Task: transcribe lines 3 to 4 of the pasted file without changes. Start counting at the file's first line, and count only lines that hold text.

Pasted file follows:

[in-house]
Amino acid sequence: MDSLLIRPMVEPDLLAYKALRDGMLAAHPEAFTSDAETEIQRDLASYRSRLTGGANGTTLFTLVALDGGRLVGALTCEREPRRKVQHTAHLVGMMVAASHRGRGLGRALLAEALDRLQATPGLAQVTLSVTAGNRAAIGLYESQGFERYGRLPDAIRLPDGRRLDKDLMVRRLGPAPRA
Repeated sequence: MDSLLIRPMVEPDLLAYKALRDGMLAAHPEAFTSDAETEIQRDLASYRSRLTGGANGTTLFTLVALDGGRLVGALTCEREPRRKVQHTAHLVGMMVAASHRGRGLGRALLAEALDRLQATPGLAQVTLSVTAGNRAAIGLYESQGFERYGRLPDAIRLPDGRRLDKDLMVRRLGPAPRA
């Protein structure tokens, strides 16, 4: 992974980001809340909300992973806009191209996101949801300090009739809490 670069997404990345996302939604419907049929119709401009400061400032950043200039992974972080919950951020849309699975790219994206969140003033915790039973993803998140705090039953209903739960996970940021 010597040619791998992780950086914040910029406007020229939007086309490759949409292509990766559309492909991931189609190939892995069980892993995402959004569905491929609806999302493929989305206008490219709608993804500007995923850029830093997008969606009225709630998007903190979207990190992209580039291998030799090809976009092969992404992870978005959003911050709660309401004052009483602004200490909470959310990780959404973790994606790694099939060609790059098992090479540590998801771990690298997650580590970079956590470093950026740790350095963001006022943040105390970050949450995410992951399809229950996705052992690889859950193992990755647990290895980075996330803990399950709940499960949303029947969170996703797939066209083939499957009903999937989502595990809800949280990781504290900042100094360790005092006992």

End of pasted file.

Repeated sequence: MDSLLIRPMVEPDLLAYKALRDGMLAAHPEAFTSDAETEIQRDLASYRSRLTGGANGTTLFTLVALDGGRLVGALTCEREPRRKVQHTAHLVGMMVAASHRGRGLGRALLAEALDRLQATPGLAQVTLSVTAGNRAAIGLYESQGFERYGRLPDAIRLPDGRRLDKDLMVRRLGPAPRA
């Protein structure tokens, strides 16, 4: 992974980001809340909300992973806009191209996101949801300090009739809490 670069997404990345996302939604419907049929119709401009400061400032950043200039992974972080919950951020849309699975790219994206969140003033915790039973993803998140705090039953209903739960996970940021 010597040619791998992780950086914040910029406007020229939007086309490759949409292509990766559309492909991931189609190939892995069980892993995402959004569905491929609806999302493929989305206008490219709608993804500007995923850029830093997008969606009225709630998007903190979207990190992209580039291998030799090809976009092969992404992870978005959003911050709660309401004052009483602004200490909470959310990780959404973790994606790694099939060609790059098992090479540590998801771990690298997650580590970079956590470093950026740790350095963001006022943040105390970050949450995410992951399809229950996705052992690889859950193992990755647990290895980075996330803990399950709940499960949303029947969170996703797939066209083939499957009903999937989502595990809800949280990781504290900042100094360790005092006992």